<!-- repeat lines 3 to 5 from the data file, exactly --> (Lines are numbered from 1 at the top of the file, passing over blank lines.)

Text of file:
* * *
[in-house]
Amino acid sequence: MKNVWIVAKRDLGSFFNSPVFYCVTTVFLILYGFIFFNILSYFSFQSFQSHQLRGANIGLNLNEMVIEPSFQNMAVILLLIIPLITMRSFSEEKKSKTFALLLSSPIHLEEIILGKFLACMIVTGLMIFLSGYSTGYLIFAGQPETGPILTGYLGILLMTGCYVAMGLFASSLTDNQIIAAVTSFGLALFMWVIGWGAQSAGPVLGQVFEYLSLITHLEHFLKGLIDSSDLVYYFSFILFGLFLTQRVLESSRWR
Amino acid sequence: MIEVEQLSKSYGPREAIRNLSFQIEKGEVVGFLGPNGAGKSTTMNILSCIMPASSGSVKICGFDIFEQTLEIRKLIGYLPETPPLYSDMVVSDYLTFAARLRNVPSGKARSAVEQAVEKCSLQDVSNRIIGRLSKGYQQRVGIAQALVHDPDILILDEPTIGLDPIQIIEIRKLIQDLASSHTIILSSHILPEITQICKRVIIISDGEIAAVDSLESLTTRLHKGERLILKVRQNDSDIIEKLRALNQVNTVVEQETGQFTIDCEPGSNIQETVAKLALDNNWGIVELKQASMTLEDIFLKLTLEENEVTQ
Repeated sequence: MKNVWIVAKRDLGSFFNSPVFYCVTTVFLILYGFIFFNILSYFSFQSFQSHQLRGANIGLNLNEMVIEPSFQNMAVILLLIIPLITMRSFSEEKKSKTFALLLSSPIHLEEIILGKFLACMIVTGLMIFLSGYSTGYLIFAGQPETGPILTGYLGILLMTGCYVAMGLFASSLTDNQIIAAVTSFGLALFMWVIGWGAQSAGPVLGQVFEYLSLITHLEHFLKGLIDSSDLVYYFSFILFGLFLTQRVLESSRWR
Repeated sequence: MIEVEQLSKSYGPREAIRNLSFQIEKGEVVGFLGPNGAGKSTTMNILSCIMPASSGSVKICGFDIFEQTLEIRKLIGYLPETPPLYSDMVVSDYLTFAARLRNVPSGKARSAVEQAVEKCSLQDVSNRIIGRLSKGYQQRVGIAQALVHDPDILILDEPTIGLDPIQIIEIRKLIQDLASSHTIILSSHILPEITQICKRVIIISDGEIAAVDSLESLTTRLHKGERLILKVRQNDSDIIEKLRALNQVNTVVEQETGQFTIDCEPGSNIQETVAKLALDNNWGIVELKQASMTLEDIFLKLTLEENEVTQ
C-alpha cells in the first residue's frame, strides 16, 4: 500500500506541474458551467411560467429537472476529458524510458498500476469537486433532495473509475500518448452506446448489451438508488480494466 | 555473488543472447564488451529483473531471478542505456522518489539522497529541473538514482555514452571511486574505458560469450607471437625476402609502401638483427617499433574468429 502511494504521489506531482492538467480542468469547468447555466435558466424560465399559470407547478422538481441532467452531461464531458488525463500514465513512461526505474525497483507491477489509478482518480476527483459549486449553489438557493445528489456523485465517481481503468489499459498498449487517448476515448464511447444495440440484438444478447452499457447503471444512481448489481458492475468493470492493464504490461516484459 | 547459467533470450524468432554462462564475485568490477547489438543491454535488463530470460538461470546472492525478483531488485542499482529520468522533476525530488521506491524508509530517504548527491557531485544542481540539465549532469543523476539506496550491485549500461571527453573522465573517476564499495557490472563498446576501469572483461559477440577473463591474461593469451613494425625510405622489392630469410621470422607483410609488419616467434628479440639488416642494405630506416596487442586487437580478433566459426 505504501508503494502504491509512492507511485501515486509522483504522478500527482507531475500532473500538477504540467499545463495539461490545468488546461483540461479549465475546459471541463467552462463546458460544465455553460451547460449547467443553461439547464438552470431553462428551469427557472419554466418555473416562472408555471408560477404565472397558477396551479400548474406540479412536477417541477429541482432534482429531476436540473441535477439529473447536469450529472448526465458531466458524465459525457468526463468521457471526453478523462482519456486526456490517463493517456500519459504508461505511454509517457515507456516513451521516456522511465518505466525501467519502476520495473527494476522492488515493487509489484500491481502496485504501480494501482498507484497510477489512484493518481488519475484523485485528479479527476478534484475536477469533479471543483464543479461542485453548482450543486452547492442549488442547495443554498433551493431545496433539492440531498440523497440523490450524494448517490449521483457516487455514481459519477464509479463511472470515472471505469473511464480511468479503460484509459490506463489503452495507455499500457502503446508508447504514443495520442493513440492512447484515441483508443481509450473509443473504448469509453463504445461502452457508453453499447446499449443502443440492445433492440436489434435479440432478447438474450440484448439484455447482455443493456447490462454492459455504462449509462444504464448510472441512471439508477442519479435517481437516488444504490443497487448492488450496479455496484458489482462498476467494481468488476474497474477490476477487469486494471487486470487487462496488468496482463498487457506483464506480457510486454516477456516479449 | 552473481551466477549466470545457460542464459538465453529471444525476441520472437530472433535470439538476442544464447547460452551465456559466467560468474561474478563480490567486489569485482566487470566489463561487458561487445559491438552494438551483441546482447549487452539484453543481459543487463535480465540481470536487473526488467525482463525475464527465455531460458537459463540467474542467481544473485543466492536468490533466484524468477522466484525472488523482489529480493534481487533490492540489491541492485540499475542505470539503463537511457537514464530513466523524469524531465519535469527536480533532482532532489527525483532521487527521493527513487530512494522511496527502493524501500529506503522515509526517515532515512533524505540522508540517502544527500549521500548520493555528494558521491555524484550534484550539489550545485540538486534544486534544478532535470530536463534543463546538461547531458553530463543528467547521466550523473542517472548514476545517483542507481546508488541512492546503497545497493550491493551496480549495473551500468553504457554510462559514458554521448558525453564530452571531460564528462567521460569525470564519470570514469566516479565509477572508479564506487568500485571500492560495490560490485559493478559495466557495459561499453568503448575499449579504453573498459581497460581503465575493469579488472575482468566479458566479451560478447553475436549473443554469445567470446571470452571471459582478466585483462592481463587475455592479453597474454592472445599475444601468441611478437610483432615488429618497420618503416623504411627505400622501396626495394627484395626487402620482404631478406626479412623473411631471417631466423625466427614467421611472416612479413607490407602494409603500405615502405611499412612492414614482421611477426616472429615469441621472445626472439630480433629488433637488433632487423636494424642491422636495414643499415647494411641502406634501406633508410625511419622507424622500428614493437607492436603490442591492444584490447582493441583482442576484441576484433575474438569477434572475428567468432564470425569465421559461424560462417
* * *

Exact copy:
Amino acid sequence: MIEVEQLSKSYGPREAIRNLSFQIEKGEVVGFLGPNGAGKSTTMNILSCIMPASSGSVKICGFDIFEQTLEIRKLIGYLPETPPLYSDMVVSDYLTFAARLRNVPSGKARSAVEQAVEKCSLQDVSNRIIGRLSKGYQQRVGIAQALVHDPDILILDEPTIGLDPIQIIEIRKLIQDLASSHTIILSSHILPEITQICKRVIIISDGEIAAVDSLESLTTRLHKGERLILKVRQNDSDIIEKLRALNQVNTVVEQETGQFTIDCEPGSNIQETVAKLALDNNWGIVELKQASMTLEDIFLKLTLEENEVTQ
Repeated sequence: MKNVWIVAKRDLGSFFNSPVFYCVTTVFLILYGFIFFNILSYFSFQSFQSHQLRGANIGLNLNEMVIEPSFQNMAVILLLIIPLITMRSFSEEKKSKTFALLLSSPIHLEEIILGKFLACMIVTGLMIFLSGYSTGYLIFAGQPETGPILTGYLGILLMTGCYVAMGLFASSLTDNQIIAAVTSFGLALFMWVIGWGAQSAGPVLGQVFEYLSLITHLEHFLKGLIDSSDLVYYFSFILFGLFLTQRVLESSRWR
Repeated sequence: MIEVEQLSKSYGPREAIRNLSFQIEKGEVVGFLGPNGAGKSTTMNILSCIMPASSGSVKICGFDIFEQTLEIRKLIGYLPETPPLYSDMVVSDYLTFAARLRNVPSGKARSAVEQAVEKCSLQDVSNRIIGRLSKGYQQRVGIAQALVHDPDILILDEPTIGLDPIQIIEIRKLIQDLASSHTIILSSHILPEITQICKRVIIISDGEIAAVDSLESLTTRLHKGERLILKVRQNDSDIIEKLRALNQVNTVVEQETGQFTIDCEPGSNIQETVAKLALDNNWGIVELKQASMTLEDIFLKLTLEENEVTQ